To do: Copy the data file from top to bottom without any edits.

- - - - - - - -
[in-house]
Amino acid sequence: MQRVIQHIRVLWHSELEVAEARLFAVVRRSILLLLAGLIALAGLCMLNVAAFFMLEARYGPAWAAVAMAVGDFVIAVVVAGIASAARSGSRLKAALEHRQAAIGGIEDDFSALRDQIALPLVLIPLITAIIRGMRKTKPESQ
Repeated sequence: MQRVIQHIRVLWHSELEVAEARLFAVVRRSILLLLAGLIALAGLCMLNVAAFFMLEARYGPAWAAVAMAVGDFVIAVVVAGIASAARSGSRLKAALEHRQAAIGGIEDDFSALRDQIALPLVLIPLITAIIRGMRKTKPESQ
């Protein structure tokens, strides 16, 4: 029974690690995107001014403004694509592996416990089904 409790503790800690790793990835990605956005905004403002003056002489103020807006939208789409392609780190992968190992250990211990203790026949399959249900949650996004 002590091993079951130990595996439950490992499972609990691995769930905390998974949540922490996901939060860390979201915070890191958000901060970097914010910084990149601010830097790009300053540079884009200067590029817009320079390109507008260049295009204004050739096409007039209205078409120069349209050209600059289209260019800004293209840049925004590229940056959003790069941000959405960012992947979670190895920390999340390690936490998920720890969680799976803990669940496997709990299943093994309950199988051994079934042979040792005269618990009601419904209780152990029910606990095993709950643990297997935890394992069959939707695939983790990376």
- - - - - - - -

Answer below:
[in-house]
Amino acid sequence: MQRVIQHIRVLWHSELEVAEARLFAVVRRSILLLLAGLIALAGLCMLNVAAFFMLEARYGPAWAAVAMAVGDFVIAVVVAGIASAARSGSRLKAALEHRQAAIGGIEDDFSALRDQIALPLVLIPLITAIIRGMRKTKPESQ
Repeated sequence: MQRVIQHIRVLWHSELEVAEARLFAVVRRSILLLLAGLIALAGLCMLNVAAFFMLEARYGPAWAAVAMAVGDFVIAVVVAGIASAARSGSRLKAALEHRQAAIGGIEDDFSALRDQIALPLVLIPLITAIIRGMRKTKPESQ
């Protein structure tokens, strides 16, 4: 029974690690995107001014403004694509592996416990089904 409790503790800690790793990835990605956005905004403002003056002489103020807006939208789409392609780190992968190992250990211990203790026949399959249900949650996004 002590091993079951130990595996439950490992499972609990691995769930905390998974949540922490996901939060860390979201915070890191958000901060970097914010910084990149601010830097790009300053540079884009200067590029817009320079390109507008260049295009204004050739096409007039209205078409120069349209050209600059289209260019800004293209840049925004590229940056959003790069941000959405960012992947979670190895920390999340390690936490998920720890969680799976803990669940496997709990299943093994309950199988051994079934042979040792005269618990009601419904209780152990029910606990095993709950643990297997935890394992069959939707695939983790990376």